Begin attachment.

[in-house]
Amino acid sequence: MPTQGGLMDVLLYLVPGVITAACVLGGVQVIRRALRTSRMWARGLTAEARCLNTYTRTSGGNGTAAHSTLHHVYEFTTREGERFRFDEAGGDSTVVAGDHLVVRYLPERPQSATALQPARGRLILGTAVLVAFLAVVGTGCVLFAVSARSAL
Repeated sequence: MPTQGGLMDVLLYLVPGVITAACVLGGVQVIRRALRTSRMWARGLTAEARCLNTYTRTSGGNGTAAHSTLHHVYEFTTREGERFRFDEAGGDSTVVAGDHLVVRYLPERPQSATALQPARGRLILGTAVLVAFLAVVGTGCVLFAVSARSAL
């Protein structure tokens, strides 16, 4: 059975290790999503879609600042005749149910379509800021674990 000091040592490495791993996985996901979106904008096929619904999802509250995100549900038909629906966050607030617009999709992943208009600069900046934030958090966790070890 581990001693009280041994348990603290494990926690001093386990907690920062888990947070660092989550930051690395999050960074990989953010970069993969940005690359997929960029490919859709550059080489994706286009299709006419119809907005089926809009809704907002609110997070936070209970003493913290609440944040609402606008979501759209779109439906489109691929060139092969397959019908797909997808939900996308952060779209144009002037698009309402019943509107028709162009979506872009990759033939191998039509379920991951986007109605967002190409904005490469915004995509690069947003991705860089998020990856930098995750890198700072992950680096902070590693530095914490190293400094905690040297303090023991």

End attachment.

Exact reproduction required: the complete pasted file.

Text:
[in-house]
Amino acid sequence: MPTQGGLMDVLLYLVPGVITAACVLGGVQVIRRALRTSRMWARGLTAEARCLNTYTRTSGGNGTAAHSTLHHVYEFTTREGERFRFDEAGGDSTVVAGDHLVVRYLPERPQSATALQPARGRLILGTAVLVAFLAVVGTGCVLFAVSARSAL
Repeated sequence: MPTQGGLMDVLLYLVPGVITAACVLGGVQVIRRALRTSRMWARGLTAEARCLNTYTRTSGGNGTAAHSTLHHVYEFTTREGERFRFDEAGGDSTVVAGDHLVVRYLPERPQSATALQPARGRLILGTAVLVAFLAVVGTGCVLFAVSARSAL
């Protein structure tokens, strides 16, 4: 059975290790999503879609600042005749149910379509800021674990 000091040592490495791993996985996901979106904008096929619904999802509250995100549900038909629906966050607030617009999709992943208009600069900046934030958090966790070890 581990001693009280041994348990603290494990926690001093386990907690920062888990947070660092989550930051690395999050960074990989953010970069993969940005690359997929960029490919859709550059080489994706286009299709006419119809907005089926809009809704907002609110997070936070209970003493913290609440944040609402606008979501759209779109439906489109691929060139092969397959019908797909997808939900996308952060779209144009002037698009309402019943509107028709162009979506872009990759033939191998039509379920991951986007109605967002190409904005490469915004995509690069947003991705860089998020990856930098995750890198700072992950680096902070590693530095914490190293400094905690040297303090023991």